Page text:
Strong bones are essential for maintaining good health at every stage of our lives. Primarily the result of weight –bearing exercise, good hormonal balance, sound nutrition and genetic factors, normal healthy bone tissue is formed when old bone cells break down, become absorbed by the bod, and are replaced by strong, healthy tissue that mineralises and hardens.
Yoga works by stressing the bone, much like weight training. Yoga stimulates the bone with isometric contraction at almost every angle for long periods of time. When you do weight bearing poses it affects the whole spine, arms, shoulders, elbows, knees, legs, ankles and feet, while encouraging a range of motion. Because yoga poses pull and stretch the bones from every angle, yoga also stimulates the formation of a bone structure that is able to resist greater amounts of pressure, and many different types of challenges.
Though the following postures are simple to practice and can be easily done at home, but we suggest you seek medical advice before starting them.
Vyaghrasana (Tiger Pose)
This posture is so called because it emulates the stretching movement made by a tiger. A tiger, as well as various other animals, stretches its limbs generously and indulgently in a similar manner to the movements of the posture, especially after awakening from deep sleep.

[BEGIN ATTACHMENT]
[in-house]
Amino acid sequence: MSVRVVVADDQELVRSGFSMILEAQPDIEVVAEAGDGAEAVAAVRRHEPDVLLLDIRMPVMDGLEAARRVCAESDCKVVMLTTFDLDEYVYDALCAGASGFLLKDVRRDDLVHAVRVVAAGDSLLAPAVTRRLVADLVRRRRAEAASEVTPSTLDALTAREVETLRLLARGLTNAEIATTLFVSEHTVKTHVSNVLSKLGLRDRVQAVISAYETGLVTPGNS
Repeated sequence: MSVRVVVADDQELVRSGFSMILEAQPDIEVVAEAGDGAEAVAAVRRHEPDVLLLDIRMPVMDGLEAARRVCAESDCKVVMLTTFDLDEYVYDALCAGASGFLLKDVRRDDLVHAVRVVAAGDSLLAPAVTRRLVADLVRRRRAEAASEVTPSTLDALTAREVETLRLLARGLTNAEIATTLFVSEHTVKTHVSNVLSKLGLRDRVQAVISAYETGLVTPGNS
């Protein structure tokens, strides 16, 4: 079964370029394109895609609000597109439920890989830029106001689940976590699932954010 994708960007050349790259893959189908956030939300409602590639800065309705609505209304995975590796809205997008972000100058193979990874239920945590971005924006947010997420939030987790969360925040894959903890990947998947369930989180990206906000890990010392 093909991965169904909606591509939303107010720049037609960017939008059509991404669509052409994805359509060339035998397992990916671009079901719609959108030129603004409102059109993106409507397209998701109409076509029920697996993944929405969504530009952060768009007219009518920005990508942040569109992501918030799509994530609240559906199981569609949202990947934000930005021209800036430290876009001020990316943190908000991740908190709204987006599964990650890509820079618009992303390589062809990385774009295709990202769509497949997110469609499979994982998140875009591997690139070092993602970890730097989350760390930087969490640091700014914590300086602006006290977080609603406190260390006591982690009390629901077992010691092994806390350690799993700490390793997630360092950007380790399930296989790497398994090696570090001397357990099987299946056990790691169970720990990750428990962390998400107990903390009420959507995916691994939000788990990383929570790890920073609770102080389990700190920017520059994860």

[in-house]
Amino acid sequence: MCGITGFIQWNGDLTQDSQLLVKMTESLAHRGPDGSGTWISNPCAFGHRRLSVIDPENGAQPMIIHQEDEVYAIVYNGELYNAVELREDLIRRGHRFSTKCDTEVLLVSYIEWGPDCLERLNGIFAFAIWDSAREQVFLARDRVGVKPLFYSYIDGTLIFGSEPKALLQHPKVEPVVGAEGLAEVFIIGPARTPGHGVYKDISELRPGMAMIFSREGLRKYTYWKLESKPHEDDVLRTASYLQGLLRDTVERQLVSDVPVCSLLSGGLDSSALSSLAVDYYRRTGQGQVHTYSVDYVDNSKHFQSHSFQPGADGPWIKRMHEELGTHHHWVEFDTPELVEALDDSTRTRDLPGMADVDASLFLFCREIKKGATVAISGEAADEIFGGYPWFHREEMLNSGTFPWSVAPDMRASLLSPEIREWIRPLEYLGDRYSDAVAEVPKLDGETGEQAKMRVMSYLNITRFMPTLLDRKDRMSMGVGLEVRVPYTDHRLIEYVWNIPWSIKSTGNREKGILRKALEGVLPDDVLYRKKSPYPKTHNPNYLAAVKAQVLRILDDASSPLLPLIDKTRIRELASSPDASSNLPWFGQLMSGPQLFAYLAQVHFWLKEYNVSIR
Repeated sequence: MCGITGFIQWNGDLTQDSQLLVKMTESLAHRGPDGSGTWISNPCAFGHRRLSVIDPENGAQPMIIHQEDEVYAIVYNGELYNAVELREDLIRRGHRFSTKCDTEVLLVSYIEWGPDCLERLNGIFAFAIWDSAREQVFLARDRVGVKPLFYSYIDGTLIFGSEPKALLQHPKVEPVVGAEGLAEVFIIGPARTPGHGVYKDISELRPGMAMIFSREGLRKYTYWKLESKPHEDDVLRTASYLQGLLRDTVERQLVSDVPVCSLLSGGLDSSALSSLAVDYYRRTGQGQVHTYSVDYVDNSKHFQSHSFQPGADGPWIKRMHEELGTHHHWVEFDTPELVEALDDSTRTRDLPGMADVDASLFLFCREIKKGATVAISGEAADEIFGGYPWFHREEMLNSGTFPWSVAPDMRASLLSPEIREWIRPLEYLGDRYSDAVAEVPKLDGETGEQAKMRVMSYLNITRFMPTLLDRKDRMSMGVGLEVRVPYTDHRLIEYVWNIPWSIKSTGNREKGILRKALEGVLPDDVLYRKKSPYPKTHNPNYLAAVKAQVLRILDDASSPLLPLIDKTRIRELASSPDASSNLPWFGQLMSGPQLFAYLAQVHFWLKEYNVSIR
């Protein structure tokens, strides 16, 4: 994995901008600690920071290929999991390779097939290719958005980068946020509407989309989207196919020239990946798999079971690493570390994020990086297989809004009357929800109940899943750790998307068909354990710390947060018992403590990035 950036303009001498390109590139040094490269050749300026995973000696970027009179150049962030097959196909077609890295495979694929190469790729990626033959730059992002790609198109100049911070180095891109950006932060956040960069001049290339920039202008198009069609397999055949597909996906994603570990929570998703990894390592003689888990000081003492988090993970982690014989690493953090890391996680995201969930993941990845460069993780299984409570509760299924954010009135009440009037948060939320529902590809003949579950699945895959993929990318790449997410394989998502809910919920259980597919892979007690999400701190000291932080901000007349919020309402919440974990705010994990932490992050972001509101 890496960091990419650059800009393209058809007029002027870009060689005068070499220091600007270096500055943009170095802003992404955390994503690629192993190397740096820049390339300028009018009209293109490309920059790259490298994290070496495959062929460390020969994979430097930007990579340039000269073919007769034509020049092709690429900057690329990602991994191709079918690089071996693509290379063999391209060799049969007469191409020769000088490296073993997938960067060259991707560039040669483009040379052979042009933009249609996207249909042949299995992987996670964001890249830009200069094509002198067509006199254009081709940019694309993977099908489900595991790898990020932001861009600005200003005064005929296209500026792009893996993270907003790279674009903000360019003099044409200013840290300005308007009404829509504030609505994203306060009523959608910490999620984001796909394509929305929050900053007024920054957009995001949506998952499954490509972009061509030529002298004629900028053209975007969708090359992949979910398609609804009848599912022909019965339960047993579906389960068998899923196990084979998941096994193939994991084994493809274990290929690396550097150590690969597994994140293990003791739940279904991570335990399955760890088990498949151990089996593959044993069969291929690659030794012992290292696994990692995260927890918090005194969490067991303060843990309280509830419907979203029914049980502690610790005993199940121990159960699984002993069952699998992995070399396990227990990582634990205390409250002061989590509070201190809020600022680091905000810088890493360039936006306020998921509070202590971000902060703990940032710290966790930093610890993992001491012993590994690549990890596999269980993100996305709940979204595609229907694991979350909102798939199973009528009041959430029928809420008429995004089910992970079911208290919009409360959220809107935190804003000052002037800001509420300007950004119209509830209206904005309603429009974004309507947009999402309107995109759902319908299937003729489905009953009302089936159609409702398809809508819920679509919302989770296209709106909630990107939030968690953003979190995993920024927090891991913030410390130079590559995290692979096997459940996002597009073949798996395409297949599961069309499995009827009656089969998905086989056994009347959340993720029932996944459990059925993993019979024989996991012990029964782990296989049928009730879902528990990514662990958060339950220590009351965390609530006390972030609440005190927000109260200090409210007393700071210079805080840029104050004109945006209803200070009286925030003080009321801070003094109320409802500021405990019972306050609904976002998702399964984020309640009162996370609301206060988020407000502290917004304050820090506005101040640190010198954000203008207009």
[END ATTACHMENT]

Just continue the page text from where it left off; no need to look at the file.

Vyaghrasana is an excellent pose for exercising the entire spine from top to bottom. It also helps in strengthening the bones.
• Get on to your palms and knees where both are shoulder width apart and parallel to each other.
• Look forward. Relax the whole body.
• Arching the back downwards, straighten the left leg, stretching it up and back as shown. Optionally bend the left knee and bring the toes towards the back of the head.
• Hold the breath for a few seconds in this position.
• Straighten the left leg, bend the knee and swing the leg under the hips.
• Simultaneously, arch the back up and bend the head down, bringing the knee towards the nose.
• The left foot should not touch the floor. The thigh presses against the chest.
• Hold for a few seconds while retaining the breath outside.
• Move the foot straight back and again stretch the leg raising it as high as possible. Continue 5-10 reps with the slow swinging movements. Repeat with the other leg.
• Inhale while stretching the leg backward and retain in the final position.
• Exhale while swinging the knee to the chest and retain while the knee is pressing against the chest.
• Exercises and loosens the back by bending it alternatively in both directions and tones the spinal nerves.
• Relaxes the sciatic nerves, relieving sciatica, and loosens up the legs and hip joints.
• Tones the reproductive organs and is especially beneficial for women after child birth.
• It stretches the abdominal muscles, promotes digestion and stimulates blood circulation. Weight is reduced from the hips and thighs.
Caution: Do not practice this posture if you have severe condition of sciatica, weak back and slipped disc.